Trimiar’s attendant is with her Monday through Friday from 10-6. Then her voice perks up.

“On the weekends, I’m on my own,” she says with a little laugh. “I used to have a whole village that I could depend on and talk to. I enjoyed Christmas and Easter and the holidays, and I can cook.

“I enjoyed cooking for family and friends. Now that they’re all gone, there’s no need to cook a great big 20-pound turkey for myself.”

She suffers from lymphedema which causes a swelling in her legs, but that doesn’t keep her down.

“I can still stand and wash my dishes,” she says with that chuckle again.

As a fighter, Trimiar fought in and out of the ring. She battled opponents and the forces that tried to hold her back. She even did a 30-day hunger strike in 1987 (losing 30 pounds) to improve conditions for women’s boxing. She targeted promoter Don King who was guiding Christy Martin.

“A trainer in Gleason’s gym told me women will never, ever be licensed in the state of New York,” she recalls. “I said, you want to bet, and he said, OK. It was a $100 bet. We shook on it, and I got my license and he never paid up and I never saw him to pay up.”

Trimiar learned her craft by going up against men in the gym. She even spit out a cracked tooth once and kept on sparring.

She compiled a record of 18-4 with five KOs (never been stopped) and captured the Women’s World Lightweight title with a win over Sue “KO” Carlson in San Antonio, Texas, in 1979, but her reign didn’t last long.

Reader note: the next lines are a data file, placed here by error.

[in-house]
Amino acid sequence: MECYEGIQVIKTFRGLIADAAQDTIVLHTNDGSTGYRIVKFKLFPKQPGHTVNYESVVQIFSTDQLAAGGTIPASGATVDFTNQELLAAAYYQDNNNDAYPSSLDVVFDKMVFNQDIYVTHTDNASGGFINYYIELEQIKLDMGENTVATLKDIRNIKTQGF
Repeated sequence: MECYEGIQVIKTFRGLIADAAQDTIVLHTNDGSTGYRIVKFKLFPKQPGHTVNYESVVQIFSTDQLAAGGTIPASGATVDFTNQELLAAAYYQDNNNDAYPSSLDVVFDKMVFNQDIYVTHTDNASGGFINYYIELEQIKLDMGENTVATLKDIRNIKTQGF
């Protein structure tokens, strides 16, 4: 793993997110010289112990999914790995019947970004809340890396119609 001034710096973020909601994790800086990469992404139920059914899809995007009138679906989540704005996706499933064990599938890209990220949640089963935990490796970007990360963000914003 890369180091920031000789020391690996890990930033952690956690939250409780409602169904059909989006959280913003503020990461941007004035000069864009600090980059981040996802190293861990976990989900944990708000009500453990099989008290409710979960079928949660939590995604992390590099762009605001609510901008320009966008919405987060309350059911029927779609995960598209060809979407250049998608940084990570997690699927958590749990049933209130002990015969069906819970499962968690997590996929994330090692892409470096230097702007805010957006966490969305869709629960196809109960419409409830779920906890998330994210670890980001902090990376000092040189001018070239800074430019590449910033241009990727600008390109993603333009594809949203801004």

“When I won the championship, I only got $1,000 for it,” she says. “I had my title taken away because I refused to fight for 10, 12 rounds for a thousand dollars [again]. It costs money to train, and I had to work not just work at a job, but working to promote women’s boxing, asking promoters and letter writing.”

The odd thing about her career is Trimiar has fought in Japan and St. Thomas USVI, even losing a bout to Iran Barkley’s sister Yvonne in Philadelphia in 1976. But she never fought in the Big Apple.

“Isn’t that something,” she says. “I fought to get my license in New York, but I never did fight in New York.”

Trimiar did fight the exhibition in New York, if you want to call it that.

“We weren’t even licensed as amateur boxers,” she notes. Who knows how many unlicensed “exhibitions” she’s fought?

Trimiar is indeed a pioneer that opened the ring to other female fighters. Of the 17 fighters going into the International Boxing Hall of Fame, eight are women.

When Taylor and Serrano put on their Fight of the Year candidate bout, both women got seven-figure purses. That made Trimiar proud. Remember, she only made a grand for her title fight.

“That’s part of the reward,” she says. “I’m happy to see that something I did helped women today.”

If fighting was Act One for “Lady Tyger” and Act Two is just surviving, then Act Three is unfolding under bright lights.

Raw TV of London has been filming a documentary on Trimiar for the last year and they will be at the induction ceremonies. The company produces “Stanley Tucci: Searching for Italy” Sunday’s on CNN.

Wheelchair or not, nothing will stop Trimiar from attending her induction and she promises to stand to give her acceptance speech.

She was told to keep it to three minutes.

“I just want to stand so people can see me,” she declares. “I don’t want the people to see me in a wheelchair.”

She’s asked whether she really can stand and give her speech in three minutes.

“Without a doubt,” she says.

Spoken like a true “Tyger.”